In the first of a two-part article, Charles Hector examines how a pro-business government has led to a steady weakening of workers’ rights and their welfare and livelihood.
Tommy Thomas wonders if the Security Offences Bill is constitutional. The much inferior treatment of an accused when prosecuted under the Bill violates the fundamental right to equality, he points out.
‘Inspired’ by Najib’s spree of handouts, People Watch was prompted to write this little poem.
Mustafa K Anuar argues that civilised and uncivilised behaviour defies labelling western or eastern; in fact such behaviour whether positive or negative cuts across national boundaries. If, as some argue, demonstrations are ‘western culture’, does that mean that butt exercises are ‘eastern culture’?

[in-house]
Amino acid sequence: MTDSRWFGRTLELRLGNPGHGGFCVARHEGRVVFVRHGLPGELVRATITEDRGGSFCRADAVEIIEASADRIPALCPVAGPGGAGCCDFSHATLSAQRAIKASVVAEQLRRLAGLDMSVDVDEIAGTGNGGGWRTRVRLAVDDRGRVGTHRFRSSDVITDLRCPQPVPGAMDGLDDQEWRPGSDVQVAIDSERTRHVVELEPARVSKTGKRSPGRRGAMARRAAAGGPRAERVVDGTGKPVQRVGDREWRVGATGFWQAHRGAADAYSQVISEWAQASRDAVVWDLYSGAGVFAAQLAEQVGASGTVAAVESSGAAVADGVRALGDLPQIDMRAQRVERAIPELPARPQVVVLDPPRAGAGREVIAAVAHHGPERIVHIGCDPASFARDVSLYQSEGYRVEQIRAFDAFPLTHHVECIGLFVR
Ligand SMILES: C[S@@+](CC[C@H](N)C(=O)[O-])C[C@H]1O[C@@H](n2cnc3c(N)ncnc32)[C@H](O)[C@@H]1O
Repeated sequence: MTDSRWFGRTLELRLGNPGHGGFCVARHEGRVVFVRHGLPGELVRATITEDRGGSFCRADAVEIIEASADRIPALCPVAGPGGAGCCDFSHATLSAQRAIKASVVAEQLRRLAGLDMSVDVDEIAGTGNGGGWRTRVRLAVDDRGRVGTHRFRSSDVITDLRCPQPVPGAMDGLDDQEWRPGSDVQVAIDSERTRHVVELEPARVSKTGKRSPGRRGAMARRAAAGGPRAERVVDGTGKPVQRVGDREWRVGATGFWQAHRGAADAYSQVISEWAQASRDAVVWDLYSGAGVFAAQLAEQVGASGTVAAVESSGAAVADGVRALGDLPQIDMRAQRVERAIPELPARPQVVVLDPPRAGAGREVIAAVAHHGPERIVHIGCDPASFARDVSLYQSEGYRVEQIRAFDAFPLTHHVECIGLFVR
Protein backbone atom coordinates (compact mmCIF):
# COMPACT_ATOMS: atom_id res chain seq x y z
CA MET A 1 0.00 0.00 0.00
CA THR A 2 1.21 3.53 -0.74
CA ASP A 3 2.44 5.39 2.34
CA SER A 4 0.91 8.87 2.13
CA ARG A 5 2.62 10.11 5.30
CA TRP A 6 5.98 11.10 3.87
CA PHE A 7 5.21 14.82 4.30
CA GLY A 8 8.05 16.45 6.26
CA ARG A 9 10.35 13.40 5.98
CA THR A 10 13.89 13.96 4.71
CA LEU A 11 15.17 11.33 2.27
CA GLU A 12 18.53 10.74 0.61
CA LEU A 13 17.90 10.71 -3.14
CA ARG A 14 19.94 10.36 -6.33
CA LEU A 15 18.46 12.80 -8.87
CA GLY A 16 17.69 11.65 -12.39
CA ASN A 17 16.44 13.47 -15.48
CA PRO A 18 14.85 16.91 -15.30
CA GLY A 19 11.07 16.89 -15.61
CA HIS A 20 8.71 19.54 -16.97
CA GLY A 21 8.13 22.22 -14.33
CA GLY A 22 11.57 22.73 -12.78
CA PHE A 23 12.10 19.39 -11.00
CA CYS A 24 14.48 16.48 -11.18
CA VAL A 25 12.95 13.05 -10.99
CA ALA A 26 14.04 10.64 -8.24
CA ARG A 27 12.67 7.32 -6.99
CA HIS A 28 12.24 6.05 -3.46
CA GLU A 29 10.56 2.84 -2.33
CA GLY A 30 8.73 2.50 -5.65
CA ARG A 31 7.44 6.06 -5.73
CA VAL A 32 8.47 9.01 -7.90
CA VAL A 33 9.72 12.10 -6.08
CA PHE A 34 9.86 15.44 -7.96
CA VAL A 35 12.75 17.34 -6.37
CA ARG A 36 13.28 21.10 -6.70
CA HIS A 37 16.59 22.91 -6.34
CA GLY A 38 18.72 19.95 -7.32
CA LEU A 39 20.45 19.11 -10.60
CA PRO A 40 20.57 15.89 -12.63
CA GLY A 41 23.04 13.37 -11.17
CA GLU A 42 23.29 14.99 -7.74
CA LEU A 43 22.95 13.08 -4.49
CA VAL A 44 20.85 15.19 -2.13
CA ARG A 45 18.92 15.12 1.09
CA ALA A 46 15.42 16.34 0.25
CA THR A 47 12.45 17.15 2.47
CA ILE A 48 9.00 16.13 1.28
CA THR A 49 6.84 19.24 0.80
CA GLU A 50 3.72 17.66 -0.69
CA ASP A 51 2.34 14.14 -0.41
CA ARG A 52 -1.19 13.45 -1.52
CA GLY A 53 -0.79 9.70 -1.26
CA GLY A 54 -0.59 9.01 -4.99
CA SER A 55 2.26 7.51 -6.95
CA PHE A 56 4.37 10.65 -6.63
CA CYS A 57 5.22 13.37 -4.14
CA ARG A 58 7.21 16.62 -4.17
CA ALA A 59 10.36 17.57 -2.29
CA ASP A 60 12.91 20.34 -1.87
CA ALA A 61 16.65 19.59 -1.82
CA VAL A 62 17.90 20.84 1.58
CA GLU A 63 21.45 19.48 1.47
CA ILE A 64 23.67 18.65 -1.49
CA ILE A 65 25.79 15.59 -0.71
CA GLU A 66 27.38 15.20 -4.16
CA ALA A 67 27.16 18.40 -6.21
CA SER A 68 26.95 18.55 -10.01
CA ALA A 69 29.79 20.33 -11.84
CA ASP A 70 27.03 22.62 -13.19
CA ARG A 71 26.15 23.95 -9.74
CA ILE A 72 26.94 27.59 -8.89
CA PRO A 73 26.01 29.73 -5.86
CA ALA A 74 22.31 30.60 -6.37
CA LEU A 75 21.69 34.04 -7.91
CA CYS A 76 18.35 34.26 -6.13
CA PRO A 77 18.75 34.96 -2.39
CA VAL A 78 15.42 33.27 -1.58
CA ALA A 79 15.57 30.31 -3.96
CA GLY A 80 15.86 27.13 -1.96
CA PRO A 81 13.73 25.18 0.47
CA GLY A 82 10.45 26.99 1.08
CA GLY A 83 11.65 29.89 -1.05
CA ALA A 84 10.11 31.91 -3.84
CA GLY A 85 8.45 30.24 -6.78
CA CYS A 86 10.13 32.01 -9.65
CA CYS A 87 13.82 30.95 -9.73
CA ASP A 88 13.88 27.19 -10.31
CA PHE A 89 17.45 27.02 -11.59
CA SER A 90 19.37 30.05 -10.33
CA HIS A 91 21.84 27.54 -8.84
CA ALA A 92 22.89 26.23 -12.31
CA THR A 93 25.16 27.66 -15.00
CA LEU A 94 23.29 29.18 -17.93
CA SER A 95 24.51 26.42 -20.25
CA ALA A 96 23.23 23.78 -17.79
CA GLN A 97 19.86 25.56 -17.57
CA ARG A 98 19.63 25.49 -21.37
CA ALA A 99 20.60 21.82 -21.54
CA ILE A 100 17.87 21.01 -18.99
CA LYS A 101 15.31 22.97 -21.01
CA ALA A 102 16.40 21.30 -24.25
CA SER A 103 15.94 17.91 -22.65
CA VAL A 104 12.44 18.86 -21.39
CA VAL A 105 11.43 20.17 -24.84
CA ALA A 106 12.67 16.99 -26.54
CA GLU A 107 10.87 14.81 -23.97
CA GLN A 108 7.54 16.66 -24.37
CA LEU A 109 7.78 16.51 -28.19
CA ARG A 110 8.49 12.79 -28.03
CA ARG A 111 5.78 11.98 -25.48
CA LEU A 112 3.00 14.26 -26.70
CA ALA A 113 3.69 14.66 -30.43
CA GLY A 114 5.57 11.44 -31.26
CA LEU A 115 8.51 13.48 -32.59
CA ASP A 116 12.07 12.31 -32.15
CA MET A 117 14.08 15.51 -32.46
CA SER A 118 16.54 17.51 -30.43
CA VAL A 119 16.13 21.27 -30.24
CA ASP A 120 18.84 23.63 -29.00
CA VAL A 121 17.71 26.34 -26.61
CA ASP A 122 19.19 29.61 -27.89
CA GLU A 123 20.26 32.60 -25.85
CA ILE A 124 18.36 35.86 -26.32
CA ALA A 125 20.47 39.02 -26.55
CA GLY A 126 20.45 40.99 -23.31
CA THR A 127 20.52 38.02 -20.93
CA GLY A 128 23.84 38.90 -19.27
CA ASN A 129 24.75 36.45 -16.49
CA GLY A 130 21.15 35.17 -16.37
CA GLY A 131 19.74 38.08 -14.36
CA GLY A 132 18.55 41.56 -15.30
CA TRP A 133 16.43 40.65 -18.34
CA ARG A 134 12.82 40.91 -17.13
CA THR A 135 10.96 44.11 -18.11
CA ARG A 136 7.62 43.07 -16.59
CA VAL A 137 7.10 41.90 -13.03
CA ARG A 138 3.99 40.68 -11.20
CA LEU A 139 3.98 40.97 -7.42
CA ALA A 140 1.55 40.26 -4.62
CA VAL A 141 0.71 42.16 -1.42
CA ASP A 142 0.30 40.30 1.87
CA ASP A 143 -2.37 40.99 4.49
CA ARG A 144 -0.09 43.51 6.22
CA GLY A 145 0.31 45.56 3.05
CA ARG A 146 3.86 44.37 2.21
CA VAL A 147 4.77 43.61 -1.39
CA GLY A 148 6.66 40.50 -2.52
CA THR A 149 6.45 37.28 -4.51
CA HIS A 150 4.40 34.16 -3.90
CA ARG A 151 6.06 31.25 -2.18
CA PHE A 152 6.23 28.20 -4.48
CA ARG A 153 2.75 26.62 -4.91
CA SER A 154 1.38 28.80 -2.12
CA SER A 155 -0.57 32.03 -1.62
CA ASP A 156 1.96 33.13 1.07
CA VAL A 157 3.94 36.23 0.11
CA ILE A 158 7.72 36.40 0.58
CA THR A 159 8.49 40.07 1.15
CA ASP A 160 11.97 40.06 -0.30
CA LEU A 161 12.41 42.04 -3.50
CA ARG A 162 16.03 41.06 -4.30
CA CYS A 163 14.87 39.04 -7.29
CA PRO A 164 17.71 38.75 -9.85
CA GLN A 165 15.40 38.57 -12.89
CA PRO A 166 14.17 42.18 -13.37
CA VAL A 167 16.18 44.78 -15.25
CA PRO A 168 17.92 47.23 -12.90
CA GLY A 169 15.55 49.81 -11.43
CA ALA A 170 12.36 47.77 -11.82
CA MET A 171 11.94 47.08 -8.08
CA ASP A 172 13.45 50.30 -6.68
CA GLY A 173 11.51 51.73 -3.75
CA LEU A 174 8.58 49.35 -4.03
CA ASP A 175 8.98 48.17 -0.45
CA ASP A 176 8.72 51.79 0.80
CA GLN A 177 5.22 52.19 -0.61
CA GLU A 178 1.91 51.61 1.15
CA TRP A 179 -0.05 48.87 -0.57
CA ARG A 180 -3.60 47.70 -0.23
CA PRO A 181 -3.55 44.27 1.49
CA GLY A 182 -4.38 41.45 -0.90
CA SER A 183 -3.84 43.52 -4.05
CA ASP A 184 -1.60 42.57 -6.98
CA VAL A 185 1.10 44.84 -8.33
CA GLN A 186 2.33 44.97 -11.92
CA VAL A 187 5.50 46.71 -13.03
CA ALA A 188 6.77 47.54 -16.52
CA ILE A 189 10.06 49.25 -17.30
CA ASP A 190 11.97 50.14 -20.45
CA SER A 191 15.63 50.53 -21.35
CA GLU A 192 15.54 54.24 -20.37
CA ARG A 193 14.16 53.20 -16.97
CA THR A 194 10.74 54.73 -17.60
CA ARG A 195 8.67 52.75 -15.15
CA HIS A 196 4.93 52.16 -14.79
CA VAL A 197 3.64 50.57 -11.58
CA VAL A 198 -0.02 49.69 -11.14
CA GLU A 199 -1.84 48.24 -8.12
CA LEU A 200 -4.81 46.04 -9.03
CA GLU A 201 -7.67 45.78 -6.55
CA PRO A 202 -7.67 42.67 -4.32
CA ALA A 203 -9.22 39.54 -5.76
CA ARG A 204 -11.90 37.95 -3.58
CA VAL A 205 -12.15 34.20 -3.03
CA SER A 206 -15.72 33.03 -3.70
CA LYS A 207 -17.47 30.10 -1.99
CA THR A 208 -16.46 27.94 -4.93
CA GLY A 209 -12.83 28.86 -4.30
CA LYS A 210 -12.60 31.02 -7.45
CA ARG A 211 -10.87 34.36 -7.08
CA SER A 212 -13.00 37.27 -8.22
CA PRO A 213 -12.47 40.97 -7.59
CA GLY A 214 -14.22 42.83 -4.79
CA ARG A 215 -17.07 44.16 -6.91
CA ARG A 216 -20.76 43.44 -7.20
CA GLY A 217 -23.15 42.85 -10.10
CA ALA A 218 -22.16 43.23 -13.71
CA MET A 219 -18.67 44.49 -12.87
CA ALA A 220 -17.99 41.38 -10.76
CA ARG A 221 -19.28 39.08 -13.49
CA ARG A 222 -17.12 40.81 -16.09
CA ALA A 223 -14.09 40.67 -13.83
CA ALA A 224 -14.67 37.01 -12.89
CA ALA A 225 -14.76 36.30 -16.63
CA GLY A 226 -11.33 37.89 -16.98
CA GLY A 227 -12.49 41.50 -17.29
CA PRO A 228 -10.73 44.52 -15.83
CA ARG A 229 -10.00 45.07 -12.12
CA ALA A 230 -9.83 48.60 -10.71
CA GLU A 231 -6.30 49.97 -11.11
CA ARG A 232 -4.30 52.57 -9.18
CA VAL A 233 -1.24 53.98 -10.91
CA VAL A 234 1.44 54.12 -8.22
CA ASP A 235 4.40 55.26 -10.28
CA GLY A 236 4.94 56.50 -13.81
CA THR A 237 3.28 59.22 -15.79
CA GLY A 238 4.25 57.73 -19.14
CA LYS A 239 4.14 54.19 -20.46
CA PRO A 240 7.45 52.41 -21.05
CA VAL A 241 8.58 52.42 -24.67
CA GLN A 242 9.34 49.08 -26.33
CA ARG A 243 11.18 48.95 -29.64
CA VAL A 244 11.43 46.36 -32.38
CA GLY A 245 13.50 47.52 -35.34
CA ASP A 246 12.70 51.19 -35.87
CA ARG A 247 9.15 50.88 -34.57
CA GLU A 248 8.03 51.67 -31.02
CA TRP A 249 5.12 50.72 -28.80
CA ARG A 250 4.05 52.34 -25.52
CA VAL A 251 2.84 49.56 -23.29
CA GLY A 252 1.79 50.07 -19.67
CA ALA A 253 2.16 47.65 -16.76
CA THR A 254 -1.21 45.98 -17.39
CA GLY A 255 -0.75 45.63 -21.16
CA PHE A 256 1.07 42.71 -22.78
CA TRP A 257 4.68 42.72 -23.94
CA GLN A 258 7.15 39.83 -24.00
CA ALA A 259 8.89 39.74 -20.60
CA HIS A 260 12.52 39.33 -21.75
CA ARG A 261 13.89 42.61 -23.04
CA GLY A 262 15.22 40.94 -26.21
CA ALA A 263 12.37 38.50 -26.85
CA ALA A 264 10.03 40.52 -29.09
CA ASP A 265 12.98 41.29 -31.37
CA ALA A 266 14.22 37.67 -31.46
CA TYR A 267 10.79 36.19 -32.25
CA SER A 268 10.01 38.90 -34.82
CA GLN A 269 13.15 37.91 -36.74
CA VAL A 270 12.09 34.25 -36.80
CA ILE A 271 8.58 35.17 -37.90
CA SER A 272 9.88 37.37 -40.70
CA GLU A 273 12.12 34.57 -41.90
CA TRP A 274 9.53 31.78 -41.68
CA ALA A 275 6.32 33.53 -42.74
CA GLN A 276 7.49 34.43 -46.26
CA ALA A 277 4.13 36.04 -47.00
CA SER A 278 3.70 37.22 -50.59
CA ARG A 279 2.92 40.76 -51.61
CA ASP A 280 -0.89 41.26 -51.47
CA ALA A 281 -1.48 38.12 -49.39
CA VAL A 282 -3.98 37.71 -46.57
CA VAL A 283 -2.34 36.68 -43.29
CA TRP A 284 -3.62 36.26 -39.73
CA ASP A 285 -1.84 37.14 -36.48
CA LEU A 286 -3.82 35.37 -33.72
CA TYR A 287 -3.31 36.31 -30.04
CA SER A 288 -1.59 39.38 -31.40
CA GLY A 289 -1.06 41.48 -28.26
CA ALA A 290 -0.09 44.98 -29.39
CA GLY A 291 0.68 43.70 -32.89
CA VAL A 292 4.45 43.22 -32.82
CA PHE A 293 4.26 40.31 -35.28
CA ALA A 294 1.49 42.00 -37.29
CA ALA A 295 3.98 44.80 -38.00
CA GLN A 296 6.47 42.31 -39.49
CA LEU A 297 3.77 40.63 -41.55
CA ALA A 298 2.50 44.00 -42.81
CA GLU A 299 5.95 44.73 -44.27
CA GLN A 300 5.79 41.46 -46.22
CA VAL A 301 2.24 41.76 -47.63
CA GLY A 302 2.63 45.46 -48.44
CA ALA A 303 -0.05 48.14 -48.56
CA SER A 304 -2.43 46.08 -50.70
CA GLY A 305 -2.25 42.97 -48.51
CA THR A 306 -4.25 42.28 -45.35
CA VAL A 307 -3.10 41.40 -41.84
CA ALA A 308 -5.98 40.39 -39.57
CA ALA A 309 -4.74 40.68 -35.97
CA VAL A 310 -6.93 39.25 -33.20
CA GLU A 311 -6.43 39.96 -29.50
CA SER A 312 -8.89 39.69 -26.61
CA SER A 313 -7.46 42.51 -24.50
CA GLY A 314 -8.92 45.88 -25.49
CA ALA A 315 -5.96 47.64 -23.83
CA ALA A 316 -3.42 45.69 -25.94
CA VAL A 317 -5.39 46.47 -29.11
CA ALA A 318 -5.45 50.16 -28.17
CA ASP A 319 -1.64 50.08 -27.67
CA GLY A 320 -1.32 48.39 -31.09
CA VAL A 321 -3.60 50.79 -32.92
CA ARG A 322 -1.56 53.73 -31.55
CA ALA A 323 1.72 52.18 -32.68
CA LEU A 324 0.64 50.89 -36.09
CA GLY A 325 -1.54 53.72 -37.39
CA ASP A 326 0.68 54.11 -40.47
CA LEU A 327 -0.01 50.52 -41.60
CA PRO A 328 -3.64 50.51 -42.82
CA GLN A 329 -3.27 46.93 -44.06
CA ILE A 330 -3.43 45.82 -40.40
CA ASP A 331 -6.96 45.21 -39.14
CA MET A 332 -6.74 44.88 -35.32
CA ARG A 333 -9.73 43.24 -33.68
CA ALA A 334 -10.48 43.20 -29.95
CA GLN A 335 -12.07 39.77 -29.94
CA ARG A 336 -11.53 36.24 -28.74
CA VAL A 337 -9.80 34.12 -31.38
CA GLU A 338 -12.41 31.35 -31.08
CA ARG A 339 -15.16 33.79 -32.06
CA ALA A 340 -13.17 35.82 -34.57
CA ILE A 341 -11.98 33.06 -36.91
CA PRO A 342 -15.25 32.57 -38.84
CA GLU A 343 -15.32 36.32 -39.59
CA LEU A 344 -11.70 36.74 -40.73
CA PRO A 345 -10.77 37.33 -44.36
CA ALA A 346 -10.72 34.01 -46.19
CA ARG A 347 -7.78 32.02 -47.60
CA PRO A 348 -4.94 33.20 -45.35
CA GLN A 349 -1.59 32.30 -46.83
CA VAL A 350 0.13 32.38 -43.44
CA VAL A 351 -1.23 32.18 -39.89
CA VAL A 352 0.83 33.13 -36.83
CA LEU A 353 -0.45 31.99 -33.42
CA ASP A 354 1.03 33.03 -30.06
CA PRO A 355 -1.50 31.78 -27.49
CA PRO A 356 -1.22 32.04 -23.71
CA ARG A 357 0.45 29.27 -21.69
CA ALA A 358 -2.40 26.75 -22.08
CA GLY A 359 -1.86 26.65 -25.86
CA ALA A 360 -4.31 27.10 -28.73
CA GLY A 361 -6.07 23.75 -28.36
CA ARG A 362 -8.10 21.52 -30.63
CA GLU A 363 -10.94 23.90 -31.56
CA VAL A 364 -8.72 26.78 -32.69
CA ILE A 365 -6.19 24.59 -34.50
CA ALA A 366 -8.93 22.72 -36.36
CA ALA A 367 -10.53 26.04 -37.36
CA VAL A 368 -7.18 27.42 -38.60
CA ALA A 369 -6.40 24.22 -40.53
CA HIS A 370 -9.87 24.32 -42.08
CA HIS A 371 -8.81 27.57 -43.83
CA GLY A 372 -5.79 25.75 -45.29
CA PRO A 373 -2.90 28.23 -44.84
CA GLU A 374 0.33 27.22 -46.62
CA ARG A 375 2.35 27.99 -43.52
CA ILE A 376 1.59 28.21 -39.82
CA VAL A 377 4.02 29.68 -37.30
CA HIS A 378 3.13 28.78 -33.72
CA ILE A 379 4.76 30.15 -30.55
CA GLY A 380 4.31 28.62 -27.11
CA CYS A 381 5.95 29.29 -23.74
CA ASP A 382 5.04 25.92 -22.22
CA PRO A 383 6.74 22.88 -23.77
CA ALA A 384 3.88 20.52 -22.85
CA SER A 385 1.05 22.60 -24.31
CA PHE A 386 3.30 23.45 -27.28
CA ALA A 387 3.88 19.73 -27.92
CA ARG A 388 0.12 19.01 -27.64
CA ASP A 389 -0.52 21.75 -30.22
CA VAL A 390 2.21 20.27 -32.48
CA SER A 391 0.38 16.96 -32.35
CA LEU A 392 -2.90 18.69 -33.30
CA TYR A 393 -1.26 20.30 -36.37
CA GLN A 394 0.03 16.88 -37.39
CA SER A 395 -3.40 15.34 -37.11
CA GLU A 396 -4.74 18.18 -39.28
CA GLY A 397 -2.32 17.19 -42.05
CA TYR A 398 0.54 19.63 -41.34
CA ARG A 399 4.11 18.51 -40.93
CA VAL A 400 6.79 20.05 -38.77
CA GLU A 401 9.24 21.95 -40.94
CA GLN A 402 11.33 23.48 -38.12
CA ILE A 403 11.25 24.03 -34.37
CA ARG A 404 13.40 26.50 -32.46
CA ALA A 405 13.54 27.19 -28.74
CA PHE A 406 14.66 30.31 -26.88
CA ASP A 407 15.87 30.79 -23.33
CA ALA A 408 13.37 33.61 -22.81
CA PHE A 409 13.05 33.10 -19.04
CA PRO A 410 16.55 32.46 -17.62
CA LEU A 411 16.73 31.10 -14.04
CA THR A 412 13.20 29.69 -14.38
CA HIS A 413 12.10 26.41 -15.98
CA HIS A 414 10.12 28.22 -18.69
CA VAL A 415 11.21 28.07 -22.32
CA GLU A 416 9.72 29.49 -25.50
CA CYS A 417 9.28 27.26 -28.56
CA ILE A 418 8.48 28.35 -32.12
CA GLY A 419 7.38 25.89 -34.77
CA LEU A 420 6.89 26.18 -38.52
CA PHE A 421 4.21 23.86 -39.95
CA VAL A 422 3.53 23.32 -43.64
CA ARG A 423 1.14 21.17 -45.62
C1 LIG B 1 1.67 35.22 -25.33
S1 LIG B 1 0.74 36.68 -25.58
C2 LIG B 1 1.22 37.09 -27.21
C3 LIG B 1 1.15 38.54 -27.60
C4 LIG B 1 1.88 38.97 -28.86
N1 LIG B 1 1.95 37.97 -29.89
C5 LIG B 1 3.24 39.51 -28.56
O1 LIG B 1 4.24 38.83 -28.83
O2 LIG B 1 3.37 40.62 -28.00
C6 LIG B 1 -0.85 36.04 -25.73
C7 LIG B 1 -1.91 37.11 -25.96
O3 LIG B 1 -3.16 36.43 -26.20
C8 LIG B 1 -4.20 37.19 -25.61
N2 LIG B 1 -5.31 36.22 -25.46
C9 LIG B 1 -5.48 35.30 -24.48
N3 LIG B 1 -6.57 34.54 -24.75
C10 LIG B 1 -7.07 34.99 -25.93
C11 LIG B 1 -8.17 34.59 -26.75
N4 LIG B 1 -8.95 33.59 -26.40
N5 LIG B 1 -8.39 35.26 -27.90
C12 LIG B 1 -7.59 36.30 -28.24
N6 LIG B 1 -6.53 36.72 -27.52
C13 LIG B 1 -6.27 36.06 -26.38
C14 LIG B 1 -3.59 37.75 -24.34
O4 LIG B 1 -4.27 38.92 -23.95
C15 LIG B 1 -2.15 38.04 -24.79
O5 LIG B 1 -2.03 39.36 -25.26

Inspired by fashion accessories that stirred a storm, Dangerous Journey put pen to paper and rustled up three short poems.
Worrisome takes a light-hearted look at Najib’s takeover of the Women, Family and Community Development Ministry after Shahrizat’s fall from grace.
Pro-Ambiga takes to task the ‘nerds’ who have been giving Ambiga Sreenevasan a hard time.
In the rest of the world, ‘WWW’ stands for ‘World Wide Web’ but in Bolehland, it stands for ‘Wealth Without Work’, writes Sickos.
K Haridas looks at Najib’s ‘1Malaysia’ slogan and wonders how different it is from Mahathir’s ‘Wawasan 2020’ and Badawi’s ‘Islam hadhari’ buzz-words. Can we really trust the premier’s reform pledge?
Benny Teh reviews a book by Johan Saravanamuttu that takes a look at the various phases in the first 50 years of Malaysian foreign policy.